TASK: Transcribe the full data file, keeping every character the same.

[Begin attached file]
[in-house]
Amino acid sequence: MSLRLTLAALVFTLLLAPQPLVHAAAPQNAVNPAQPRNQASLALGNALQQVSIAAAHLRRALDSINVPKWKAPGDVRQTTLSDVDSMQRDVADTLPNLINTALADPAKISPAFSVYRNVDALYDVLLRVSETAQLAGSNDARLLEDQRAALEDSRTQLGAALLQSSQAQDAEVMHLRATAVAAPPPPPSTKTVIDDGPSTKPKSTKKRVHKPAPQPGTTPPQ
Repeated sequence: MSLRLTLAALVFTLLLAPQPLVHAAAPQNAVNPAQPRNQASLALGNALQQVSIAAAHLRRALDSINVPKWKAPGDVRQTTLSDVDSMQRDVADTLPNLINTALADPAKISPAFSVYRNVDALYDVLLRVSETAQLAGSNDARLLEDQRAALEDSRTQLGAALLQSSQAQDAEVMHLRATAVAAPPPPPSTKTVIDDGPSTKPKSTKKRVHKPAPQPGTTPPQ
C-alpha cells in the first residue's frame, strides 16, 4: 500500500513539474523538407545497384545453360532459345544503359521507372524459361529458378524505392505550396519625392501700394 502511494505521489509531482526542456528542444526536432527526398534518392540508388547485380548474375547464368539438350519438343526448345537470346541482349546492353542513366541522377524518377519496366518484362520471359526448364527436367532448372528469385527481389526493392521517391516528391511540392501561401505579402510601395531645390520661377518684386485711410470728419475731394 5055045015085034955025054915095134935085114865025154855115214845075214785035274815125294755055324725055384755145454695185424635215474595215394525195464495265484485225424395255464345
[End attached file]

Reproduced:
[in-house]
Amino acid sequence: MSLRLTLAALVFTLLLAPQPLVHAAAPQNAVNPAQPRNQASLALGNALQQVSIAAAHLRRALDSINVPKWKAPGDVRQTTLSDVDSMQRDVADTLPNLINTALADPAKISPAFSVYRNVDALYDVLLRVSETAQLAGSNDARLLEDQRAALEDSRTQLGAALLQSSQAQDAEVMHLRATAVAAPPPPPSTKTVIDDGPSTKPKSTKKRVHKPAPQPGTTPPQ
Repeated sequence: MSLRLTLAALVFTLLLAPQPLVHAAAPQNAVNPAQPRNQASLALGNALQQVSIAAAHLRRALDSINVPKWKAPGDVRQTTLSDVDSMQRDVADTLPNLINTALADPAKISPAFSVYRNVDALYDVLLRVSETAQLAGSNDARLLEDQRAALEDSRTQLGAALLQSSQAQDAEVMHLRATAVAAPPPPPSTKTVIDDGPSTKPKSTKKRVHKPAPQPGTTPPQ
C-alpha cells in the first residue's frame, strides 16, 4: 500500500513539474523538407545497384545453360532459345544503359521507372524459361529458378524505392505550396519625392501700394 502511494505521489509531482526542456528542444526536432527526398534518392540508388547485380548474375547464368539438350519438343526448345537470346541482349546492353542513366541522377524518377519496366518484362520471359526448364527436367532448372528469385527481389526493392521517391516528391511540392501561401505579402510601395531645390520661377518684386485711410470728419475731394 5055045015085034955025054915095134935085114865025154855115214845075214785035274815125294755055324725055384755145454695185424635215474595215394525195464495265484485225424395255464345